For over a century, one of the most important salmon runs in the United States has had to contend with historic dams – and now four of them are set to be taken down.
On my own, I don’t know how to believe that I am a child or heir of God. It is being together in our wholeness, with the entire body of Christ, that makes it somehow easier to believe that we are beautiful. We each have our own little part of the beauty, our own gifts of the Spirit, as Paul puts it in 1 Corinthians 12. Paul says that the particular way “the Spirit is given to each person is for the common good” (1 Corinthians 12:7). Paul’s word for this is a “charism”—a gift that is given to each person not just for themselves, but to build up the community and even society. Since we don’t have the full responsibility of putting it all together as individuals, we can shed the false theology of perfectionism. All we have to do is discover our own gift, even if it is just one thing, and use it for the good of all.
With the passage of the 1965 Voting Rights Act, that argument increasingly fed the idea that Black and Brown people were lazy and wanted to receive government handouts rather than work. Businessmen and social traditionalists eager to get rid of the popular New Deal government told voters that government programs to help ordinary Americans were “socialism,” redistributing money from hardworking white people to lazy people of color. They talked of “makers” and “takers.”To purge the nation of socialism, then, and return it to the pre–New Deal government, they set out to limit voting. In 1980, Paul Weyrich, the co-founder of the Heritage Foundation that has designed much of the legislation currently being passed in Republican-dominated states, said “I don’t want everybody to vote….our leverage in the elections quite candidly goes up as the voting populace goes down.”
As several reports noted, however, even though the appeals court panel was unanimous, Judge James Ho “issued a reluctant concurring opinion expressing misgivings about the Supreme Court’s abortion jurisprudence,” The New York Times’ Adam Liptak explained. Judge Ho wrote, “Nothing in the text or original understanding of the Constitution establishes a right to an abortion,” adding, “Rather, what distinguishes abortion from other matters of health care policy in America — and uniquely removes abortion policy from the democratic process established by our Founders — is Supreme Court precedent.” Judge Ho went on to write that he was “deeply troubled by how the district court [Judge Reeves] handled this case. The opinion issued by the district court displays an alarming disrespect for the millions of Americans who believe that babies deserve legal protection during pregnancy as well as after birth, and that abortion is the immoral, tragic, and violent taking of innocent human life.”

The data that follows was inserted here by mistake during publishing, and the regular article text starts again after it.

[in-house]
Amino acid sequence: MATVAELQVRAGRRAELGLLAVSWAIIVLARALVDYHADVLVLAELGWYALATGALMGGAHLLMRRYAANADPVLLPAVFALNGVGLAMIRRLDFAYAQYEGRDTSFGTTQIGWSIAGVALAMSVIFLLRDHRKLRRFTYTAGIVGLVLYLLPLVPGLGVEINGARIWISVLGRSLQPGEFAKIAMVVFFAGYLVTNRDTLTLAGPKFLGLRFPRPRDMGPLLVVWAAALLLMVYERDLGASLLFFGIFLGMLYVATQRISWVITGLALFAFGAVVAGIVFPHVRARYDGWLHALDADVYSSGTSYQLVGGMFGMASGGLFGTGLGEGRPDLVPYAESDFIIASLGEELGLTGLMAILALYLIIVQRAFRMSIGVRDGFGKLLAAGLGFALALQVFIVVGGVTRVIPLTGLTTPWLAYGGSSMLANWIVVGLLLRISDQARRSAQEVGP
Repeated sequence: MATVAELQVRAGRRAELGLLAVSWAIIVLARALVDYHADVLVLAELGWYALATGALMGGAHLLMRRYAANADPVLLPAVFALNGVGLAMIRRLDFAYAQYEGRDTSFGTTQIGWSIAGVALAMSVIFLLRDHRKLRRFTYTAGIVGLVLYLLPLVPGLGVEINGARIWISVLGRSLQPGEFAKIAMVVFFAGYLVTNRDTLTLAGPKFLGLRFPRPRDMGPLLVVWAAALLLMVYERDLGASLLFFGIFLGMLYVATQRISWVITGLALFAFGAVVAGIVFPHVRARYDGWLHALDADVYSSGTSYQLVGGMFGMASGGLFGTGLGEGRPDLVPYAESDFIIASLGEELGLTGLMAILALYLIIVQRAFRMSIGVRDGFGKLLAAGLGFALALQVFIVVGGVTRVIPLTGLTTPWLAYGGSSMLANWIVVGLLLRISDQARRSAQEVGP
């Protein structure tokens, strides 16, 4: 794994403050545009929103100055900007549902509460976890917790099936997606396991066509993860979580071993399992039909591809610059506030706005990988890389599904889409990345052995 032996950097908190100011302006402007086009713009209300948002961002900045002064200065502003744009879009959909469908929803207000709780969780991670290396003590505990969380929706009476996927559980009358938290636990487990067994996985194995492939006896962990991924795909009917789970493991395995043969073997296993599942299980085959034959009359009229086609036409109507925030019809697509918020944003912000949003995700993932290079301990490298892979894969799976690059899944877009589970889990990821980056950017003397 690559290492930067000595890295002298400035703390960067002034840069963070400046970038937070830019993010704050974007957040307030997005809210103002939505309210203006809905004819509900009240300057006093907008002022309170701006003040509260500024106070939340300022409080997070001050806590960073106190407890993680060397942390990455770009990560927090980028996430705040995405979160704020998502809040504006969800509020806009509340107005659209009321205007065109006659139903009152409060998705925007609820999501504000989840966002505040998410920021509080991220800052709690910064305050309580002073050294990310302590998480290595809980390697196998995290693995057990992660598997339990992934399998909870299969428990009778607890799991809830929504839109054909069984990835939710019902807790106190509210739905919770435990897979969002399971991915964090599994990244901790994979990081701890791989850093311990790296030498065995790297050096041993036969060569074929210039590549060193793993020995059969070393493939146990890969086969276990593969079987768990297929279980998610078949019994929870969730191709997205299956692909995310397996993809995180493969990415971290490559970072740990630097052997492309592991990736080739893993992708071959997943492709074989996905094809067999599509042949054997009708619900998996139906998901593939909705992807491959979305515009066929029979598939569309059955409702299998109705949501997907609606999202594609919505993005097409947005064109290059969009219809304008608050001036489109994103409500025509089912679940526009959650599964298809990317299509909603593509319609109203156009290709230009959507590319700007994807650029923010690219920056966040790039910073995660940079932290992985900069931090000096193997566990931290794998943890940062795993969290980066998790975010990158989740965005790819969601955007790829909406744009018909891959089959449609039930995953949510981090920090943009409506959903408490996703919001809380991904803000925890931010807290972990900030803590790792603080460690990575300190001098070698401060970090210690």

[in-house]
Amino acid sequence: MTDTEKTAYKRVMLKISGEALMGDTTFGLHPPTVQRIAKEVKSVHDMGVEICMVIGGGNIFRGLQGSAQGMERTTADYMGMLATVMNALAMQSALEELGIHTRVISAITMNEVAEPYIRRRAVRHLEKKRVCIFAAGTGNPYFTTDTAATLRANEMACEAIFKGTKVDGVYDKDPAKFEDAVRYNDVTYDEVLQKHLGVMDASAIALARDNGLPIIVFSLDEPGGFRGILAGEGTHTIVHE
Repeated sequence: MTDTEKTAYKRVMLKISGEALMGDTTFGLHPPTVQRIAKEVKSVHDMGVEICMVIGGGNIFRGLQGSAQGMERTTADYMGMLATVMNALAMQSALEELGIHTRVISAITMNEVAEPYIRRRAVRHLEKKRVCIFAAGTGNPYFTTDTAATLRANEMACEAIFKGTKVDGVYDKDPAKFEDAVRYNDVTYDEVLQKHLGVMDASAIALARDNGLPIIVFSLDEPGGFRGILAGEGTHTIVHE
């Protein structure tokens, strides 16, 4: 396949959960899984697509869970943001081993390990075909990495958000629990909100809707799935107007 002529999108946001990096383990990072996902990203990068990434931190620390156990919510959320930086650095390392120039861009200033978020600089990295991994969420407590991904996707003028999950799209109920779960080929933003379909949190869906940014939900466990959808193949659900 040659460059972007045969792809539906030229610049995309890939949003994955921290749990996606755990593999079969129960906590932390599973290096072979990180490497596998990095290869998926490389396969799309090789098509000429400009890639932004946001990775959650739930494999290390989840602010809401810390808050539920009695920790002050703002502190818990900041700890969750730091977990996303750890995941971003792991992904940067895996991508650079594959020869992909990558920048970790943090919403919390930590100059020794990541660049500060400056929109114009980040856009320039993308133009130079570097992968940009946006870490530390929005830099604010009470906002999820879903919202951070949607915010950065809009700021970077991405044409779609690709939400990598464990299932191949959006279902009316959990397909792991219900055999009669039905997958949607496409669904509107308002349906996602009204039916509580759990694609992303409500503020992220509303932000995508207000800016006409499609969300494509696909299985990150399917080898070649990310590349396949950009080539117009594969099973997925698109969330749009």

Robert Leo Heilman
The first time that I heard the Tea Party anti-taxation slogan, “Taxation is tyranny,” back in 2010, my mind immediately turned to the Holodomor. Ninety years ago and half a world away, during the winter of 1931-1932, the Soviet government brought a famine to Ukraine in which it is estimated that twenty-five percent of the country’s rural population starved to death. Millions of tons of grain were confiscated and sold off to western European countries for the foreign cash that the government needed while millions of people painfully perished from governmental indifference. Tens of thousands of those who spoke out against the government’s cruelty were sent to the Siberian gulag prison camps and were never heard from again, having been worked to death as slave labor.
Gramling [Paul C. Gramling Jr] then turned his attention to the present-day controversy about Confederate monuments—to the people who are “trying to take away our symbols.” In 2019, according to a report from the Southern Poverty Law Center, there were nearly 2,000 Confederate monuments, place names, and other symbols in public spaces across the country. A follow-up report after last summer’s racial-justice protests found that more than 160 of those symbols had been removed or renamed in 2020.Gramling said that this was the work of “the American ISIS.” He looked delighted as the crowd murmured its affirmation. “They are nothing better than ISIS in the Middle East. They are trying to destroy history they don’t like.”I thought about friends of mine who have spent years fighting to have Confederate monuments removed. Many of them are teachers committed to showing their students that we don’t have to accept the status quo. Others are parents who don’t want their kids to grow up in a world where enslavers loom on pedestals. And many are veterans of the civil-rights movement who laid their bodies on the line, fighting against what these statues represented. None of them, I thought as I looked at the smile on Gramling’s face, is a terrorist.